Just when this cat and I were starting to get along, she had to pull something like that. She wasn’t going to die on my watch. So off we went to an internal medicine specialist who said that Minnie would have to stay in the hospital for a few days while they gave her fluids and monitored her kidney values. It was touch and go for awhile. David and I drove forty minutes to visit her each night until she was released. That was the first time I cried about Minnie, little did I know it wouldn’t be the last.

Last October, Minnie went to the vet and passed her blood test with flying colors. No worries there, Minnie would out live us all, David and I joked. We laughed that we’d be forever plagued with stinky litter boxes and torn up furniture.


After a business trip two weeks ago, David and I returned home to learn from the pet sitter that Minnie was not eating like she normally does. We didn’t think much of it until we were holding her in bed later that night, and she had trouble breathing. We rushed her to the emergency vet and waited for the test results. The blood work came back normal, but the chest x-ray showed an image of what appeared to be her two lungs filled with cancer.

We were in shock. Couldn’t it be something else? An infection, maybe? She had seemed fine. Truly fine. She was running and playing and being her normal pain in the butt. The vet told us that this is what cats do. They hide their illness for as long as they can, and they compensate for it. When they can compensate no more, they fade quickly. Through our tears we asked what we should do. The vet estimated that Minnie had less than a week to live. We would have to decide when to end her life.

Not wanting to believe the diagnosis, and holding onto the two percent chance that Minnie didn’t have cancer but had a bacterial infection, we took her back to the internal medicine specialist who helped us before. Two days later the cancer diagnosis was confirmed and so was our role in helping Minnie gracefully get to the end.

We spent the next few days close to home and closer to Minnie. We gave a lot of thought to how we could make the last few days of her life everything Minnie would want them to be. We gave her all the treats she wanted and spent a lot of time outside. Minnie and I spent many hours on the back porch. She laid on my lap, big green eyes looking out over the water. With each day, her eyes flickered a little less, and with each night, her breathing became more labored.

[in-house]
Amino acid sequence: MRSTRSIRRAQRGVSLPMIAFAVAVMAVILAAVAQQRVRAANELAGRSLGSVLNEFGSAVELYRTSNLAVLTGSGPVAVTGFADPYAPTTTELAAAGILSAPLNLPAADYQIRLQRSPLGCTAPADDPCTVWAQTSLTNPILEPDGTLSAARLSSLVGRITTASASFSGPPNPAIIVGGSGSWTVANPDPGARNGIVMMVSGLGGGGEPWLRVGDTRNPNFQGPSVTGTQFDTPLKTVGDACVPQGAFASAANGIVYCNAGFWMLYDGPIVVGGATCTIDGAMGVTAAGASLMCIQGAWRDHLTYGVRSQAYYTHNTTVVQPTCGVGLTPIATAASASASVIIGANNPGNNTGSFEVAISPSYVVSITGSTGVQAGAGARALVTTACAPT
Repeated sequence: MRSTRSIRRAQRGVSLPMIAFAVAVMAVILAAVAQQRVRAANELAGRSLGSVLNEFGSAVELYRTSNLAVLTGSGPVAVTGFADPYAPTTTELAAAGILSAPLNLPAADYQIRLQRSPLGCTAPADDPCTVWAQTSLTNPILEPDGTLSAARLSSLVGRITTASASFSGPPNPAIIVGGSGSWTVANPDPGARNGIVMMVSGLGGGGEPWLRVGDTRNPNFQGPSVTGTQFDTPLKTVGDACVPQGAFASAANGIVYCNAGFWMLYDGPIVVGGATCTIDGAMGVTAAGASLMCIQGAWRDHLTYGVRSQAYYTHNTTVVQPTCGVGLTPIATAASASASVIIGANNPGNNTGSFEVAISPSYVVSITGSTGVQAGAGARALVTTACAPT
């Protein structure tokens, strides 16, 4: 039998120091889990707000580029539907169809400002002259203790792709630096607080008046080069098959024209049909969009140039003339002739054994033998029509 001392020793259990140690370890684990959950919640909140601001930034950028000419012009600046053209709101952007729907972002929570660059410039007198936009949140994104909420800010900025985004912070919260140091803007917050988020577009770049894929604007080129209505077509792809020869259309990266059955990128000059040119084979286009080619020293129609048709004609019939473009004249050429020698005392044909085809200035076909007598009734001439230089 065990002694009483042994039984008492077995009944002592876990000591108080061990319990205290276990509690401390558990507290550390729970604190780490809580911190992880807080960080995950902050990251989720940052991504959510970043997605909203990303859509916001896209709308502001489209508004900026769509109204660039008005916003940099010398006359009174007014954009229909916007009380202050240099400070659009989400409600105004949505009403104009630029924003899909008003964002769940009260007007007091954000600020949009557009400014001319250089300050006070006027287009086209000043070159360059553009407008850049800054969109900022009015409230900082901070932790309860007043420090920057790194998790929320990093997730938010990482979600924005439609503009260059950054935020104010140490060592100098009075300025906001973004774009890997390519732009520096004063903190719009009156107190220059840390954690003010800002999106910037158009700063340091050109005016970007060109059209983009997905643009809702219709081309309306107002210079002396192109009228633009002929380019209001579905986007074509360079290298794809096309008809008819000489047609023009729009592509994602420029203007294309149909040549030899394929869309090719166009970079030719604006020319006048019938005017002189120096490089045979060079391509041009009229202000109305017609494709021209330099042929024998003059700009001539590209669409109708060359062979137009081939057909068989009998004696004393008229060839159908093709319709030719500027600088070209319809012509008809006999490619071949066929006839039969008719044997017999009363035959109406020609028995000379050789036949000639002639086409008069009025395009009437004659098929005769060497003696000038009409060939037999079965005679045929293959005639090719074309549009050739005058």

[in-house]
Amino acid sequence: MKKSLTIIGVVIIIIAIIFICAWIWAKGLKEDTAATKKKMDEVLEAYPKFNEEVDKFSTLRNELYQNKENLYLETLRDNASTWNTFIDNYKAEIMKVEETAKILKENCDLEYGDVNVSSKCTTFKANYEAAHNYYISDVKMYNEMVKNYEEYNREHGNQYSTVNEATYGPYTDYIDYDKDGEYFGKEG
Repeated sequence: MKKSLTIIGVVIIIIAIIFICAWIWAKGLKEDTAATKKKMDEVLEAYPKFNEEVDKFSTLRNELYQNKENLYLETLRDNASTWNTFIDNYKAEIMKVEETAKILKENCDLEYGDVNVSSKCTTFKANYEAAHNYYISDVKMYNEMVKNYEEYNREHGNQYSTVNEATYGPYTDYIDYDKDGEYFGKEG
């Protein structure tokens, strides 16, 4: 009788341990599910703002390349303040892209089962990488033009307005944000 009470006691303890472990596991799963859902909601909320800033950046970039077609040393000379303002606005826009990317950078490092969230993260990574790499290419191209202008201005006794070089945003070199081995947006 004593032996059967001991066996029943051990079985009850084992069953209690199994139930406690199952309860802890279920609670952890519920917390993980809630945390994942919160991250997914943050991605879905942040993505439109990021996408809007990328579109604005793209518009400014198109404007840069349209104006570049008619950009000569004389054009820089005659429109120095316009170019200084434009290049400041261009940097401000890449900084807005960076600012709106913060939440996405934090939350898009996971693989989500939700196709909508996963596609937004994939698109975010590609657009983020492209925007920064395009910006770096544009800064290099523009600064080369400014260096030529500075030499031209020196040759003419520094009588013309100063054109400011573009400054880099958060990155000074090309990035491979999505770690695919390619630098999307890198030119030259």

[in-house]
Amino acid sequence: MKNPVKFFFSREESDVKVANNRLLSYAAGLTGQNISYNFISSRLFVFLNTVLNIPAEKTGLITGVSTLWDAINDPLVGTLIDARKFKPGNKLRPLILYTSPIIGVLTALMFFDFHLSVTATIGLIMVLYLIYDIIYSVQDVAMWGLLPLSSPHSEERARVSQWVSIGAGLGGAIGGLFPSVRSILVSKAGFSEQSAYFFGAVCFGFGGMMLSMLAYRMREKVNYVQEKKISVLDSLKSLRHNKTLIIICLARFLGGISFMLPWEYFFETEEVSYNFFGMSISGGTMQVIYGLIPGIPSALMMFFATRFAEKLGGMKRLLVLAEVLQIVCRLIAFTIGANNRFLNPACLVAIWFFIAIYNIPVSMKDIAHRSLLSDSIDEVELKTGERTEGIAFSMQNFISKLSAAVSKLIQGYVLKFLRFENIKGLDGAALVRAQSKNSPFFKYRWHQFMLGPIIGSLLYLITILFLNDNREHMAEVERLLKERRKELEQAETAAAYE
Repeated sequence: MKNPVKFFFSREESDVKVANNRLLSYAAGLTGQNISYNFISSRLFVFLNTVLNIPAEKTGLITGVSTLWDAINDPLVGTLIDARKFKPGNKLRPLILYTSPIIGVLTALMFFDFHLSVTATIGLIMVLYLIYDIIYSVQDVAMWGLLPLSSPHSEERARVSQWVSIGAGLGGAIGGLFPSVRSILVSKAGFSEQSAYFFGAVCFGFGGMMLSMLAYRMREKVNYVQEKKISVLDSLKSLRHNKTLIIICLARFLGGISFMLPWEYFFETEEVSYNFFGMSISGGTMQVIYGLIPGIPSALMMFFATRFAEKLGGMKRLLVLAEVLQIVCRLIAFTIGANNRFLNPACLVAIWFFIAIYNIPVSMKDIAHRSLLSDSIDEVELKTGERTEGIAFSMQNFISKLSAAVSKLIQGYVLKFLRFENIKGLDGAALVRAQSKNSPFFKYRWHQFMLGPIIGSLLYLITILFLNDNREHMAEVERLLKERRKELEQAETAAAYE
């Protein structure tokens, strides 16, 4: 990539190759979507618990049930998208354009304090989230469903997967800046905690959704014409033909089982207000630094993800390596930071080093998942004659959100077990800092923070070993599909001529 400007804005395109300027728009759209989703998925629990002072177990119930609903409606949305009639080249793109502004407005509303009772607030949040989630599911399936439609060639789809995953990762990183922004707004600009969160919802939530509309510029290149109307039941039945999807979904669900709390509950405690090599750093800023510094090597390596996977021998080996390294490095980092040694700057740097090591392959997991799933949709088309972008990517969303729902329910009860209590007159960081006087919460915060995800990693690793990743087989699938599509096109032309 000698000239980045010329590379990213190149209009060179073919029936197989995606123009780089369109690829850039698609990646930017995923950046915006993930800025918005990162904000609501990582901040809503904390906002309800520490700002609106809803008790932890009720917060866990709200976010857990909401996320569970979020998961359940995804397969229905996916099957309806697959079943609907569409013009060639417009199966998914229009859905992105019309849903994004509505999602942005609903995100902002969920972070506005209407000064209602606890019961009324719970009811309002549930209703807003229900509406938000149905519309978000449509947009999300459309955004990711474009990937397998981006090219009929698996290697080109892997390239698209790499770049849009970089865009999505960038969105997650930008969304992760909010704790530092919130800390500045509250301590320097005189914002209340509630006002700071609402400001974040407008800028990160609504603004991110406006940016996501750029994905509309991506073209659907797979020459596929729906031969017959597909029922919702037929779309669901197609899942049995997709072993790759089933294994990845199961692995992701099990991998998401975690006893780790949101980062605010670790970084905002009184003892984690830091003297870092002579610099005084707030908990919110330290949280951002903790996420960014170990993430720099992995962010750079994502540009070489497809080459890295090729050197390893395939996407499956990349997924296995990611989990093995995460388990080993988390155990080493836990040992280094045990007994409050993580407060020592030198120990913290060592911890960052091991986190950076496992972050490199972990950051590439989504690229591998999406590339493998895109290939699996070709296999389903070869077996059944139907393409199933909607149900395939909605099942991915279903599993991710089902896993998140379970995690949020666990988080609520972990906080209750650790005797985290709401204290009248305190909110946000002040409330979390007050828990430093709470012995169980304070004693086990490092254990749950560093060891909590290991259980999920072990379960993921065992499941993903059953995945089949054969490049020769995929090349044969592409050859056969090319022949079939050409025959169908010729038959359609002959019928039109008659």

It took every ounce of her energy to breathe, and she gradually refused to eat. She whittled down to a little over five pounds, 5.14, in my estimation. I could feel every bone in her body and her pink tongue had turned a dull beige.

The vet told us we’d know when it was time. Never having put down a pet before, I wasn’t sure I would know. After watching her decline for three days, our moment of knowing arrived. David and I looked at each other and knew.

When David and I were alone with Minnie at the vet’s office, I told her everything that came to my heart. I told her that she was a pain in the butt, that she filled me with a love that I didn’t know existed, that she would be the only cat I ever loved, and that nothing would be the same without her. I told her that she would always be Finn and Nilla’s sister (and third musketeer), and that we would see her again. I told her that in heaven she could tear up all the furniture she wanted and hang from all the chandeliers. I told her that she wouldn’t need her special pheromone collar because her cat mother was there waiting for her. I told her that most of all, I was honored to have been her mom and that I would miss her every day. Every single day.


The vet gave her the shot and within seconds, Minnie was gone. I never gave much thought to how much a soul weighs. But I can tell you that once Minnie’s soul left her body, there was nothing left of her. What remained on that table weighed nothing. She was gone – all 5.14 pounds of her.


Minnie’s food bowl and litter box are exactly where they’ve always been, and we won’t be replacing the sofa anytime soon. I’m still not a cat person. But then again, Minnie was always more than a cat. Minnie was a game changer. So I plan on keeping my promise to Minnie. She will keep her place in my heart as the one and only cat I will ever love.